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Miami Beach Restaurants Now Allowed to Deliver Past Midnight Curfew

One year ago, Stephanie Vitori formed the initiative Miami Beach Small Business Week to give local entrepreneurs a boost.

Now the Cheeseburger Baby owner is fighting to keep her South Beach restaurant alive through takeout and delivery. The eatery, which gets a lot of its business in the wee hours, was dealt an especially crushing blow last week when the City of Miami Beach issued a midnight-to-5-a.m. curfew.

Late-night business, Vitori says, doesn't come only from tourists or people aiming to pound calories after hitting the bars in South Beach. "We serve first responders, security guards, hospital workers, and people in the hospitality industry," she says. "There's a world of people that need to be fed after hours. Miami Beach is still a 24-hour city."

When business plummeted, she called her landlord, Jimmy Resnick, to request an extension on her rent. She also asked the well-connected property owner if he could lobby city officials to allow restaurants in Miami Beach to deliver food after the curfew. "He reached out to some Miami Beach commissioners," Vitori says, "and so did I."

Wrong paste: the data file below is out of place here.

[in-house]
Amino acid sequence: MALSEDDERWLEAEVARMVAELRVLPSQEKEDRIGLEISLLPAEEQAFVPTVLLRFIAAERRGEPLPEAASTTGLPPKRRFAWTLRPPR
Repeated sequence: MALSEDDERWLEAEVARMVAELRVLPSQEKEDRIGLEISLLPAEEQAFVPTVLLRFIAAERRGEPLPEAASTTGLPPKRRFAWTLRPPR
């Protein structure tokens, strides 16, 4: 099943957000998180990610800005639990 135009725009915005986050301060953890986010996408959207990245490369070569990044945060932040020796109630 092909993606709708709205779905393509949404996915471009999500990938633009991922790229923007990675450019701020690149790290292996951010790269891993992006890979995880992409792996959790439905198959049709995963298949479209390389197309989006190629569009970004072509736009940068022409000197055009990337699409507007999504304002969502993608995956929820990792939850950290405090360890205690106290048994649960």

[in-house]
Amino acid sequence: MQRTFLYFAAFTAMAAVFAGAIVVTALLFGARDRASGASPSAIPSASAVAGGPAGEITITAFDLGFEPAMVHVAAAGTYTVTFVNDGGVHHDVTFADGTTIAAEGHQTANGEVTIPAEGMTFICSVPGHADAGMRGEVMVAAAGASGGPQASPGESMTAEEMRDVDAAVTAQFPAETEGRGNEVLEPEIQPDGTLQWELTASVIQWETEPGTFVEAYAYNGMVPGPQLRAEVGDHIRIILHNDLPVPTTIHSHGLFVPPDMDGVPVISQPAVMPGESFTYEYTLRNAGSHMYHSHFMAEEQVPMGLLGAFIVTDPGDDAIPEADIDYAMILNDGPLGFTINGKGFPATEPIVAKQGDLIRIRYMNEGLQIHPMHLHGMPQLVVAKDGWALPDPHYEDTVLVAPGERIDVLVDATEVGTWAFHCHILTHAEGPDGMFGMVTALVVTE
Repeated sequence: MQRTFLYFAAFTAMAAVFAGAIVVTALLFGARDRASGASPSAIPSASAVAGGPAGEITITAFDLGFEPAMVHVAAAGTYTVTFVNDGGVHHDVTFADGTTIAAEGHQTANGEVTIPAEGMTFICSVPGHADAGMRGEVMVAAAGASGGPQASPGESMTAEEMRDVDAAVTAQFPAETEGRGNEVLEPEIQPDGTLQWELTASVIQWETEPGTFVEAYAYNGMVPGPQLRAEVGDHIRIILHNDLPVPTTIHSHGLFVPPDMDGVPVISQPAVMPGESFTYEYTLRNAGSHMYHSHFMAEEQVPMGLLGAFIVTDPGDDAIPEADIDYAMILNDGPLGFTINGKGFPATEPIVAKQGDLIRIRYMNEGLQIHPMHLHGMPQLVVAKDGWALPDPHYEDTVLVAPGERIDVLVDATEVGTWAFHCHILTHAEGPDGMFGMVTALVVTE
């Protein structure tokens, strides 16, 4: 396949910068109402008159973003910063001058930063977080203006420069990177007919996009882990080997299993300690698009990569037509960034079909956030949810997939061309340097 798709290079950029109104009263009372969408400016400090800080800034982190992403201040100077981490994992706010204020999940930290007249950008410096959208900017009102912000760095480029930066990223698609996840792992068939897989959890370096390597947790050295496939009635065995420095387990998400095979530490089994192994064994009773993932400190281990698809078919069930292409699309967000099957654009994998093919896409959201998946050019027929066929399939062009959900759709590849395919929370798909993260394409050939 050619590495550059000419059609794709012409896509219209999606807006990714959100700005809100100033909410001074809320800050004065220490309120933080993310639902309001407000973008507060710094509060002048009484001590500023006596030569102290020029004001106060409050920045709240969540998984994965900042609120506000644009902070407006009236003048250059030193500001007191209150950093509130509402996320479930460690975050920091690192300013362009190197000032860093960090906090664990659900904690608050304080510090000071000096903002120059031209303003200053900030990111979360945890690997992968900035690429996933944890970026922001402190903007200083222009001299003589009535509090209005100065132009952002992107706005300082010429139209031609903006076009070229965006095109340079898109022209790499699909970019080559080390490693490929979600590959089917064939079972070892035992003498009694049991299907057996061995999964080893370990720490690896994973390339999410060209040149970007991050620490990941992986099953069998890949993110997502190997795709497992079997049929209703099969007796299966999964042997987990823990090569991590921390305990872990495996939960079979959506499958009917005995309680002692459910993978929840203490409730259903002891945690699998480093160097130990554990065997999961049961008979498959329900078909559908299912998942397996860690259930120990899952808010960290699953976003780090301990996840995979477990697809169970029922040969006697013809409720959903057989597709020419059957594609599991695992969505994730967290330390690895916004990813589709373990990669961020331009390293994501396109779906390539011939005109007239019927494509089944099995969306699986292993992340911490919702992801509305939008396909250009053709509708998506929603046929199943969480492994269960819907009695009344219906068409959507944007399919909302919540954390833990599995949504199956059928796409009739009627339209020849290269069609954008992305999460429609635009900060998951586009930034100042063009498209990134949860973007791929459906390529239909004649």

She also took to social media, where she friended Commissioner Michael Gongora on Facebook and messaged him about the plight of Beach restaurateurs. "I even sent him a birthday bitmoji of myself riding a unicorn to wish him a magical birthday," she says.

To her surprise, he responded: "We are extending your hours of delivery."

And sure enough, on March 28, the City of Miami Beach issued a short statement announcing that effective March 29, local restaurants would be allowed to operate their kitchens past midnight for delivery only.

Vitori calls it a victory, and not only for her and her fellow restaurant owners. "At the end of the day, it's not just about keeping my business alive. It's keeping my employees, my purveyors, and Uber drivers working.

"It's about supply and demand," she adds. "We supply a demand for food between midnight and 5 a.m. You really have to think about who's out there working to keep the city going. There's really no food at the hospitals to keep the staff going."

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